Brain Pickings

11 Piano Lessons in 9 Minutes from Iconic Jazz Pianist Earl Hines

By:

A brief history of jazz piano techniques.

Earl “Fatha” Hines is considered by many the most influential jazz pianist in history. In this fantastic vintage television segment, Fatha explains his influences through delightful and fascinating biographical anecdotes and, in the process, offers what’s essentially 11 piano technique lessons in just 9 minutes. Marvel and enjoy:

For more on Fatha’s legacy and key role in shaping jazz, see Ted Gioia’s sweeping The History of Jazz, part of our (Almost) Everything You Need to Know about Culture in 10 Books omnibus.

Donating = Loving

Bringing you (ad-free) Brain Pickings takes hundreds of hours each month. If you find any joy and stimulation here, please consider becoming a Supporting Member with a recurring monthly donation of your choosing, between a cup of tea and a good dinner:





You can also become a one-time patron with a single donation in any amount:





Brain Pickings has a free weekly newsletter. It comes out on Sundays and offers the week’s best articles. Here’s what to expect. Like? Sign up.

Architects’ Sketchbooks: Behind the World’s Most Magnificent Buildings

By:

How to limn a skyscraper in a line, or why the Centre Pompidou was inspired by a Chinese bamboo hat.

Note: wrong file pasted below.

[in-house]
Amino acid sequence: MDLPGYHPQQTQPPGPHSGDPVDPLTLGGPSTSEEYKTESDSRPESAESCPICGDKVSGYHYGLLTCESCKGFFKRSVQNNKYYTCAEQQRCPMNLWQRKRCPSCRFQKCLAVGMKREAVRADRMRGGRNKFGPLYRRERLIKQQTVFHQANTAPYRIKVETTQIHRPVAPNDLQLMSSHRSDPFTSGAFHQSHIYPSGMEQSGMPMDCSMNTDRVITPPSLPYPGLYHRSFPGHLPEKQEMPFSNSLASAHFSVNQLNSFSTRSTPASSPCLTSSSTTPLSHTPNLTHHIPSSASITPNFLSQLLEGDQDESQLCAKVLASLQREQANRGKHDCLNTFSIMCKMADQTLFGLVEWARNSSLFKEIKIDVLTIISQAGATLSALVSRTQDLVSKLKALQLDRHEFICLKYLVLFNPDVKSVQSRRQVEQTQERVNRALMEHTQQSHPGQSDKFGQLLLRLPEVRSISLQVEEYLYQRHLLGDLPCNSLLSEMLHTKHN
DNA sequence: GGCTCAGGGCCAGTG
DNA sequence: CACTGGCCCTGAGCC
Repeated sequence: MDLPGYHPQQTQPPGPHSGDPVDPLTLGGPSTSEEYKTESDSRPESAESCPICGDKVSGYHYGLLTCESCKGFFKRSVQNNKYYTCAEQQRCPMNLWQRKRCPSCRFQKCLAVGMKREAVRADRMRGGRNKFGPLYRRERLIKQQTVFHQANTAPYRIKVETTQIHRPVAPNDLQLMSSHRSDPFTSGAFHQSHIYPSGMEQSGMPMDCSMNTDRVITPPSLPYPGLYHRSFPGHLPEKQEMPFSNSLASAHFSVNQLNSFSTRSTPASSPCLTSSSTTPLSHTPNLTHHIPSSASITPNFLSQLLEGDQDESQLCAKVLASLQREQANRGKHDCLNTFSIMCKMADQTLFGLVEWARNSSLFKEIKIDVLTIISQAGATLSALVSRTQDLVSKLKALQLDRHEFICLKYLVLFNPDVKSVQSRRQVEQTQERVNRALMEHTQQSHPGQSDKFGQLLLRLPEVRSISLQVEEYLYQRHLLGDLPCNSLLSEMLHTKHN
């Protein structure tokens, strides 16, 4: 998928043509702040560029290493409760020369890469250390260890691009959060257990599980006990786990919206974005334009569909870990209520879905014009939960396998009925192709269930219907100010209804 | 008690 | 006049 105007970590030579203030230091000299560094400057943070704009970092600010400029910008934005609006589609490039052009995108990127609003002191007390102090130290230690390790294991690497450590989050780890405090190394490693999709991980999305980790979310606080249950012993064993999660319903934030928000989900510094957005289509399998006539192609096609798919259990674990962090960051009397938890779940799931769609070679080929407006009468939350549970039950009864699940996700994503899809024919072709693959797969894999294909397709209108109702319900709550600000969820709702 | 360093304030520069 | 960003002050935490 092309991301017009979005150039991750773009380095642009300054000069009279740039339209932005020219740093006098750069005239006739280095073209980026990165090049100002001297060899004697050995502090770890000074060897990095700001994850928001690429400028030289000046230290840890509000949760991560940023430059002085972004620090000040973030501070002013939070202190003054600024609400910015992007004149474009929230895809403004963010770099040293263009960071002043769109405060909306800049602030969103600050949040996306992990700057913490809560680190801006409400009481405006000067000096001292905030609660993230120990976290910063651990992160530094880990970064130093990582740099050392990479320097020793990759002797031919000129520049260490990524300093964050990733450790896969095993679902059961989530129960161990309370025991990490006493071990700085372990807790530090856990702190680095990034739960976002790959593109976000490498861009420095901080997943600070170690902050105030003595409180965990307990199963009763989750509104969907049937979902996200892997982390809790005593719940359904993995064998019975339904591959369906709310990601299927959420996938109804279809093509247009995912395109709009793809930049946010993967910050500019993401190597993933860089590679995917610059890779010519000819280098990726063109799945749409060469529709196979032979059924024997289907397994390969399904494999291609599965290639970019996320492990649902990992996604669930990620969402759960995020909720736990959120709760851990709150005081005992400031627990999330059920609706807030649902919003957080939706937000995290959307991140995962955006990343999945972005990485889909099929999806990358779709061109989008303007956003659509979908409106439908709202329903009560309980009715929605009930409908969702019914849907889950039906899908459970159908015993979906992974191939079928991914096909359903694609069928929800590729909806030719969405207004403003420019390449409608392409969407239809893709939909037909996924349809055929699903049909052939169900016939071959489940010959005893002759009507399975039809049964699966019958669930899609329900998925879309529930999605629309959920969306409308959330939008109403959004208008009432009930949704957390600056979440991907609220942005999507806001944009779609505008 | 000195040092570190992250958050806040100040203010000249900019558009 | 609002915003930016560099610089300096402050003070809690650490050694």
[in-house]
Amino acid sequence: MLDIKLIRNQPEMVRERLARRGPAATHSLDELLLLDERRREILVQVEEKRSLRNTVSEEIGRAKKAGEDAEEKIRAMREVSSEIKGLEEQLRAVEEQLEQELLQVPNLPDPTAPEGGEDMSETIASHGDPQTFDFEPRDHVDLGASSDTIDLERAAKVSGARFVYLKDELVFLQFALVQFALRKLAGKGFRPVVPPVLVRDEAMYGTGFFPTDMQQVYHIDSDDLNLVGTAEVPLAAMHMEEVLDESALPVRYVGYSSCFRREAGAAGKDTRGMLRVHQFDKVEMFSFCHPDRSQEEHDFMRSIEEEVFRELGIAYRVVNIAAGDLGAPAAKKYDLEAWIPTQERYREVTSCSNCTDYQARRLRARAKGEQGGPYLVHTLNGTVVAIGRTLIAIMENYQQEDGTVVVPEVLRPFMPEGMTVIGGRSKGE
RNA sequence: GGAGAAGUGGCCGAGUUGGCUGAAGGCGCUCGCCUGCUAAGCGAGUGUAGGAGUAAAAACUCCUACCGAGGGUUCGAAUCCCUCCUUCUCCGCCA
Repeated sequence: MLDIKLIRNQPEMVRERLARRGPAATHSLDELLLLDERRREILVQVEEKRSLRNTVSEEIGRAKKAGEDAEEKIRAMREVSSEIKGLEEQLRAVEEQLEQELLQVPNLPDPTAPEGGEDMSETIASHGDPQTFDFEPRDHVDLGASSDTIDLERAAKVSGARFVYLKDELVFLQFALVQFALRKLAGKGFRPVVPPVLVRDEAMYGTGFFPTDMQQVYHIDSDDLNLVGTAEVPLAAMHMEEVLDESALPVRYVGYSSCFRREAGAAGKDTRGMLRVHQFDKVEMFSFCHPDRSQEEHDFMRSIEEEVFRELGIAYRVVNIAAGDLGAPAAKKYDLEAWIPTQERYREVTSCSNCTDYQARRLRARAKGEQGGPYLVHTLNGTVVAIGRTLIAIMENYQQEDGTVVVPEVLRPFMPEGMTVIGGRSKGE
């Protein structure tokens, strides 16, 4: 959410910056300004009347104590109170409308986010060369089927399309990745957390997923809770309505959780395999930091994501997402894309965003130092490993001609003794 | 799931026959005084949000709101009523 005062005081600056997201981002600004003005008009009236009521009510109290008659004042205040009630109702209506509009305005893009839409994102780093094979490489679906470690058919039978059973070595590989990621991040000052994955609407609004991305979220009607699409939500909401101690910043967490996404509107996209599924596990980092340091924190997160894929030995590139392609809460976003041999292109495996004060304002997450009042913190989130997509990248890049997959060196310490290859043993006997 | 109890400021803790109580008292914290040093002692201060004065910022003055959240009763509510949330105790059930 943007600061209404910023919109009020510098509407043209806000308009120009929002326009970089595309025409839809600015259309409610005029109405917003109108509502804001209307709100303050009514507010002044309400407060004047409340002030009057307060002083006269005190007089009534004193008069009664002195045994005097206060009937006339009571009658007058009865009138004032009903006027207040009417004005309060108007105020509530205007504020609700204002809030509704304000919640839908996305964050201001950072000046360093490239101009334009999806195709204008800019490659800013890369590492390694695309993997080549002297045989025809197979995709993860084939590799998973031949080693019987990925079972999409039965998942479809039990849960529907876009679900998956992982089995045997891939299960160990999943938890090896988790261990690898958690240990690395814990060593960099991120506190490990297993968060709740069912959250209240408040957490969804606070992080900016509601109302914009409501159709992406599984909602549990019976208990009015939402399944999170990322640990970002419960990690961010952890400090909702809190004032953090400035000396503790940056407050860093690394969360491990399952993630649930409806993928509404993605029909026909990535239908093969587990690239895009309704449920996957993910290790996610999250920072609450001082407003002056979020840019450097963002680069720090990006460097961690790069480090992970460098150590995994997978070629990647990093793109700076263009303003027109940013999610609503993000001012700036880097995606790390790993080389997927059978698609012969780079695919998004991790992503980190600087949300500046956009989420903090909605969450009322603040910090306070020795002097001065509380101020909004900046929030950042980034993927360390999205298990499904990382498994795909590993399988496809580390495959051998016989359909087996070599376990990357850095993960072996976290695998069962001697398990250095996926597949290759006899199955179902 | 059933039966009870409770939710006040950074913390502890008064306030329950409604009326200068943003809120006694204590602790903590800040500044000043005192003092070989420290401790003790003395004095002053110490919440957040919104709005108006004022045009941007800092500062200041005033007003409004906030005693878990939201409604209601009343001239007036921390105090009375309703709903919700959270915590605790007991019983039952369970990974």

The sketchbook as surface for envisioning, inventing, and thinking in motion, has been somewhat of an idée fixe on Brain Pickings of late. We’ve looked at the lists of great thinkers, and peeked inside the pages of private notebooks from artists to zoologists around the world.

Today we’re taking a moment to focus on sketchbooks from a discipline that is itself interdisciplinary, brilliantly balancing the demands of both science and art — namely, architecture. The inspiring recent release Architects’ Sketchbooks celebrates the earliest traces of a building’s coming into being, the ideas that pave the way for the precision of engineers’ calculations or CAD renderings. Through the book’s beautiful reproductions of original blots, jots, and scribbles, we can see that even the most awe-inspiring edifices begin as a line — as reassuring an insight into the creative process as any.